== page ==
One of my clients decided to register on Yelp and asked her customers to submit a review. They took time out of their busy schedules, registered on Yelp (they never heard of it before) and submitted their opinions of her business. The reviews are stored in the Yelp database, but are not showing up under her business because Yelp considers those reviews to be suspect. She does not feel comfortable asking her customers to spend more time writing reviews on another site, so now she is left in a very difficult position. (more…)
The iPhone revolutionized what we do and how we do it. It became my one device for connecting to people, managing my finances, looking at the weather, filming, occupying my children on a long flight, and the list goes on and on. In fact unless there is an app, I won’t use that SW.
For the price of an iPhone, the Kinect allows us control what other object do. Even cooler are all the hacks that people can come up with in the privacy of their own home, and then share with us. One read your email, another translated American Sign Language (ASL) and a favorite for all couch potatoes: move a lazyboy.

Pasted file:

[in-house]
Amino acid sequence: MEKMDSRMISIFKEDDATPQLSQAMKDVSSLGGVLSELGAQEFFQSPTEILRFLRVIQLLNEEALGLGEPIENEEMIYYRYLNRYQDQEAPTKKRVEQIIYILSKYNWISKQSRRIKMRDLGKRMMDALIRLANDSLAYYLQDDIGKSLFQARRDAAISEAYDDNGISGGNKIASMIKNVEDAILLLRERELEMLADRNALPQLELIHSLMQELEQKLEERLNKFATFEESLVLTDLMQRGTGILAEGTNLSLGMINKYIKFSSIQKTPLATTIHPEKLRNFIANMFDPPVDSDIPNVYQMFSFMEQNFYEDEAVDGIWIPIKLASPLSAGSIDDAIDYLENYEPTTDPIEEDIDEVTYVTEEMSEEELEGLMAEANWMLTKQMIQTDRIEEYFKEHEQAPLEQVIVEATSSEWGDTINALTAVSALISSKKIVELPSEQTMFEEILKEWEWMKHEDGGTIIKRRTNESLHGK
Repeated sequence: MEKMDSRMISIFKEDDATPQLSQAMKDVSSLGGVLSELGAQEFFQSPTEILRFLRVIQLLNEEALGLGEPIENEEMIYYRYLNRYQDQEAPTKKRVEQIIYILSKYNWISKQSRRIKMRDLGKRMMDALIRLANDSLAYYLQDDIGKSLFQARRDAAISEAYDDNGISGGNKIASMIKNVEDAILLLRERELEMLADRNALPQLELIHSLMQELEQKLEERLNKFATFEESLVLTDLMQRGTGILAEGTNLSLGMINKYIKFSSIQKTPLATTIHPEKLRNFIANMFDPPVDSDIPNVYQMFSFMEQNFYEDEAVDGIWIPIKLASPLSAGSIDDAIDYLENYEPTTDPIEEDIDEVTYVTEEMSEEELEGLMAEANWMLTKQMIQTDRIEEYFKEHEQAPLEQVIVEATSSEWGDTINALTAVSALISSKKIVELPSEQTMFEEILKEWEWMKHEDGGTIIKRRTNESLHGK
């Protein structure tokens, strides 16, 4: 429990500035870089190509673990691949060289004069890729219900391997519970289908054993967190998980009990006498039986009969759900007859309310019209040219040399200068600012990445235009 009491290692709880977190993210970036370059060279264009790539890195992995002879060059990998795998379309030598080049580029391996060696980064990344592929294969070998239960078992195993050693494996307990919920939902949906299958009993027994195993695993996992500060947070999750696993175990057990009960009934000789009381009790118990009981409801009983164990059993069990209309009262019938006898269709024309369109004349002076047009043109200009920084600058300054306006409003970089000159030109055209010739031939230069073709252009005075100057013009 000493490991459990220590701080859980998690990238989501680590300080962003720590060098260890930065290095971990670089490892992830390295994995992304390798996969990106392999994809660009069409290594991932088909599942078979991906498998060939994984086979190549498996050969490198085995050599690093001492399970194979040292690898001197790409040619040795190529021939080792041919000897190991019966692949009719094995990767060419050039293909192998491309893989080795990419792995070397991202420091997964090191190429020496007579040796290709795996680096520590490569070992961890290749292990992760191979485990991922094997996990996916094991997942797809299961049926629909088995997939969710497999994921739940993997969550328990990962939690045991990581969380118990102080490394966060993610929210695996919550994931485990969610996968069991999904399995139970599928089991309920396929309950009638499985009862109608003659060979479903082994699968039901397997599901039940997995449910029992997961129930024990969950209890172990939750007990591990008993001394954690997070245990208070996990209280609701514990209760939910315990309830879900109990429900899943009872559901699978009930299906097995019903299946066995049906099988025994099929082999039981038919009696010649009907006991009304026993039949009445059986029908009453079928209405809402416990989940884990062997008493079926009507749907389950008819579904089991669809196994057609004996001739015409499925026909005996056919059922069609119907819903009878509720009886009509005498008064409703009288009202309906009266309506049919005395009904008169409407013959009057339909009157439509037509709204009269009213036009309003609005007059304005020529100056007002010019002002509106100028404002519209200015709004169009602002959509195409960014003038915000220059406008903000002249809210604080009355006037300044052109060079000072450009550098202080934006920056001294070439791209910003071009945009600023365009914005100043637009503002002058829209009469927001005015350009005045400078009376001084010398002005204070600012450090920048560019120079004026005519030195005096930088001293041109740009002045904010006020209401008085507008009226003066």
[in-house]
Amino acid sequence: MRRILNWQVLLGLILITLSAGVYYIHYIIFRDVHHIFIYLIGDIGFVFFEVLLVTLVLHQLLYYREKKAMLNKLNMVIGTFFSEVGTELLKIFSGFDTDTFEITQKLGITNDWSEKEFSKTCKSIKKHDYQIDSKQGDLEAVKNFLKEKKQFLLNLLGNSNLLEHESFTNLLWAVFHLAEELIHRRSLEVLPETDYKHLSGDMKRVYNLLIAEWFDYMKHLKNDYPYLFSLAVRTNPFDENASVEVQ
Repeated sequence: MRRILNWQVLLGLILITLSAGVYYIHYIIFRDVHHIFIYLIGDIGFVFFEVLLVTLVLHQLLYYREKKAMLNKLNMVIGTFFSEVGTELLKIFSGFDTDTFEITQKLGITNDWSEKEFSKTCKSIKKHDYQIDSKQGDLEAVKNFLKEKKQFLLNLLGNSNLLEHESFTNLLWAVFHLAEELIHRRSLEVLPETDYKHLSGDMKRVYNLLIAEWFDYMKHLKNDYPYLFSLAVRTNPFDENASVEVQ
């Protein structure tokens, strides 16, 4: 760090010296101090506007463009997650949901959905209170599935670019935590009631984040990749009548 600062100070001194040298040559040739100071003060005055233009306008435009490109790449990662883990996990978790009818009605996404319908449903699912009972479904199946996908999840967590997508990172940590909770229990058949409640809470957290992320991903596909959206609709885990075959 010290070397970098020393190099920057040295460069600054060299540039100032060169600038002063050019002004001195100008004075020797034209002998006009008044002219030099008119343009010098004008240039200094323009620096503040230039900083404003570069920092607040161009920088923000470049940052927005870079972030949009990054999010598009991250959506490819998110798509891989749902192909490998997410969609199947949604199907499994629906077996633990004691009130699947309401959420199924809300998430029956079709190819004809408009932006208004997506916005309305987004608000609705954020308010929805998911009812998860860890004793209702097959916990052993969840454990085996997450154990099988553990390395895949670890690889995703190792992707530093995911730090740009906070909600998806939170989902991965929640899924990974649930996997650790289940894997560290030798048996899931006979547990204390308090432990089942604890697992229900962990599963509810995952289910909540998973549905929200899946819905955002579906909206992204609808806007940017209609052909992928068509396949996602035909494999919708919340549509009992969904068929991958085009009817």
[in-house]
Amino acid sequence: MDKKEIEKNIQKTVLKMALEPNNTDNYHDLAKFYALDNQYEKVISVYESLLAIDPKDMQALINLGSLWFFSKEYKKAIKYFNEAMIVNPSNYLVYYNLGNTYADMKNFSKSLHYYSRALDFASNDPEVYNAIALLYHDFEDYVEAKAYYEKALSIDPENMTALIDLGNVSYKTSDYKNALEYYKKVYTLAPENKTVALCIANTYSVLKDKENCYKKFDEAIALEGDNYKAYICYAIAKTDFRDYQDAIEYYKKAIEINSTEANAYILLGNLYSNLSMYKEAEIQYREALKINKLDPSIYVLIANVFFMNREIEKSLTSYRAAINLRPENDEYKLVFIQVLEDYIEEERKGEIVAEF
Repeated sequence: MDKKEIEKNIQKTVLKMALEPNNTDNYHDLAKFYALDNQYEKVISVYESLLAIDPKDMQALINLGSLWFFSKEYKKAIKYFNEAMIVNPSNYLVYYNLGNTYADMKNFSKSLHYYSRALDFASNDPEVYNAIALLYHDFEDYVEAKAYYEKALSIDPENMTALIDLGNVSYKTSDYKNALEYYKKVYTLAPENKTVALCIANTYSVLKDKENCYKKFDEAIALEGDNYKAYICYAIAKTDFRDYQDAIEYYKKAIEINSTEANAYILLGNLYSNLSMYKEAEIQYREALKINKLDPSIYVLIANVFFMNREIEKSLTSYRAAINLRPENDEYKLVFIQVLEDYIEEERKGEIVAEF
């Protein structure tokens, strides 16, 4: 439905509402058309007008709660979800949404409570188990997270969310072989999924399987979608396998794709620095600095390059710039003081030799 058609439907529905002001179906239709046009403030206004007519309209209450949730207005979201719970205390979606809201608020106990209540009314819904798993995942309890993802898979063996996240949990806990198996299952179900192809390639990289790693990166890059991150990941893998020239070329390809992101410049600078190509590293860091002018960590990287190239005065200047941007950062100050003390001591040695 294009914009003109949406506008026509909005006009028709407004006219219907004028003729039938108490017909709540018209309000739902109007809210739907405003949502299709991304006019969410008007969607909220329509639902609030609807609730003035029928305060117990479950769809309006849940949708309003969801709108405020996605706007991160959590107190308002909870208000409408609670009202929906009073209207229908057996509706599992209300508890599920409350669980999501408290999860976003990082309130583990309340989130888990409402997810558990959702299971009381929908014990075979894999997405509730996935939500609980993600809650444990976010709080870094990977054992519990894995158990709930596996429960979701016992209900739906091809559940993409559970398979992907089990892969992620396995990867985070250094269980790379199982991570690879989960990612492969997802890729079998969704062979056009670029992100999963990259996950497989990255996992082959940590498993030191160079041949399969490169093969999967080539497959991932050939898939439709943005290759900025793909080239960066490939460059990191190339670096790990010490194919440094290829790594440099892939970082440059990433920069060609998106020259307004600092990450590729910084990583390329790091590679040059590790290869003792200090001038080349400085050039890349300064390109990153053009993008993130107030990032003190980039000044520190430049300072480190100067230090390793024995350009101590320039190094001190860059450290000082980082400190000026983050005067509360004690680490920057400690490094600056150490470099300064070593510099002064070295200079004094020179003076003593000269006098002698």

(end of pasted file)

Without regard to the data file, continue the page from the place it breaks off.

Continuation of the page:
For me its controlling netflix. That is huge. Growing up we always had a flight to the death over the remote, because that person got to determine what other people watched. Now the stakes are even higher, we went through 3 peanut remotes in the past four years (kids use them as projectiles, dogs confuse them for chew toys…well you get the idea.) Also remotes have gotten so complicated that my mother, or my mother-in-law request I turn on the TV for them. These are smart, educated women (engineering degree, patent holder.) Now a wave of your hand or foot can get you to your favorite show.
Like the IPhone, the Kinect is relatively inexpensive, commercially available, has low barriers for development, and a developer community that loves to share hacks.